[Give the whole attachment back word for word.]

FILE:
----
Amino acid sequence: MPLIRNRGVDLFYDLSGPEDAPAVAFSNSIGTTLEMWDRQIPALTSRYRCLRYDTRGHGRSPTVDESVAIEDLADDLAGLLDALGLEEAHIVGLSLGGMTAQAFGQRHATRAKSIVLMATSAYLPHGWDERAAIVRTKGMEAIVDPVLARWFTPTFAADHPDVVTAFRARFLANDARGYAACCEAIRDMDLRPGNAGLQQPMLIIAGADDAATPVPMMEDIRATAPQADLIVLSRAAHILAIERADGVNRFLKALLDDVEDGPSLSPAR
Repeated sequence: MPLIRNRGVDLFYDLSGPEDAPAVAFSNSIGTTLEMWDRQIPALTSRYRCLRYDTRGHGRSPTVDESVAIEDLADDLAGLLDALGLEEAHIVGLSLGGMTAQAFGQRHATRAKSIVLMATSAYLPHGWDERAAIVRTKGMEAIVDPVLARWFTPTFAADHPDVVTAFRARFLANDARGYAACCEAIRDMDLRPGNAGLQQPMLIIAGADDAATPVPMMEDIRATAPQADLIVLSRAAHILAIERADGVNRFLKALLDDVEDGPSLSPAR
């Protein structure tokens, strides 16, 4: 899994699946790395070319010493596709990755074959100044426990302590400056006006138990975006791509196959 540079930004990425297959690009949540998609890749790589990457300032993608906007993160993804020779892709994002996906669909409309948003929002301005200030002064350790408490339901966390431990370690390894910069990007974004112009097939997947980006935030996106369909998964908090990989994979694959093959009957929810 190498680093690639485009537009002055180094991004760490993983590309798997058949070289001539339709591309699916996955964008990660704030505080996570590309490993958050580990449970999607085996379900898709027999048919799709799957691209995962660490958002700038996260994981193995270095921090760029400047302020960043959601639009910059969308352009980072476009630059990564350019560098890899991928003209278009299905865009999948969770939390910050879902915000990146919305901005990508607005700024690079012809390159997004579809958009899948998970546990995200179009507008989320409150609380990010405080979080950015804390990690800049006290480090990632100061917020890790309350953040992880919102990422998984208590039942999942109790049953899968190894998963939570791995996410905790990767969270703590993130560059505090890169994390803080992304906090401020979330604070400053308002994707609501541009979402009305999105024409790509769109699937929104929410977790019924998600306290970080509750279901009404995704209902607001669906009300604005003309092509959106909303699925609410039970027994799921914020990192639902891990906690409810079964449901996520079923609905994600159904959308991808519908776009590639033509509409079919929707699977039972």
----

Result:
Amino acid sequence: MPLIRNRGVDLFYDLSGPEDAPAVAFSNSIGTTLEMWDRQIPALTSRYRCLRYDTRGHGRSPTVDESVAIEDLADDLAGLLDALGLEEAHIVGLSLGGMTAQAFGQRHATRAKSIVLMATSAYLPHGWDERAAIVRTKGMEAIVDPVLARWFTPTFAADHPDVVTAFRARFLANDARGYAACCEAIRDMDLRPGNAGLQQPMLIIAGADDAATPVPMMEDIRATAPQADLIVLSRAAHILAIERADGVNRFLKALLDDVEDGPSLSPAR
Repeated sequence: MPLIRNRGVDLFYDLSGPEDAPAVAFSNSIGTTLEMWDRQIPALTSRYRCLRYDTRGHGRSPTVDESVAIEDLADDLAGLLDALGLEEAHIVGLSLGGMTAQAFGQRHATRAKSIVLMATSAYLPHGWDERAAIVRTKGMEAIVDPVLARWFTPTFAADHPDVVTAFRARFLANDARGYAACCEAIRDMDLRPGNAGLQQPMLIIAGADDAATPVPMMEDIRATAPQADLIVLSRAAHILAIERADGVNRFLKALLDDVEDGPSLSPAR
């Protein structure tokens, strides 16, 4: 899994699946790395070319010493596709990755074959100044426990302590400056006006138990975006791509196959 540079930004990425297959690009949540998609890749790589990457300032993608906007993160993804020779892709994002996906669909409309948003929002301005200030002064350790408490339901966390431990370690390894910069990007974004112009097939997947980006935030996106369909998964908090990989994979694959093959009957929810 190498680093690639485009537009002055180094991004760490993983590309798997058949070289001539339709591309699916996955964008990660704030505080996570590309490993958050580990449970999607085996379900898709027999048919799709799957691209995962660490958002700038996260994981193995270095921090760029400047302020960043959601639009910059969308352009980072476009630059990564350019560098890899991928003209278009299905865009999948969770939390910050879902915000990146919305901005990508607005700024690079012809390159997004579809958009899948998970546990995200179009507008989320409150609380990010405080979080950015804390990690800049006290480090990632100061917020890790309350953040992880919102990422998984208590039942999942109790049953899968190894998963939570791995996410905790990767969270703590993130560059505090890169994390803080992304906090401020979330604070400053308002994707609501541009979402009305999105024409790509769109699937929104929410977790019924998600306290970080509750279901009404995704209902607001669906009300604005003309092509959106909303699925609410039970027994799921914020990192639902891990906690409810079964449901996520079923609905994600159904959308991808519908776009590639033509509409079919929707699977039972």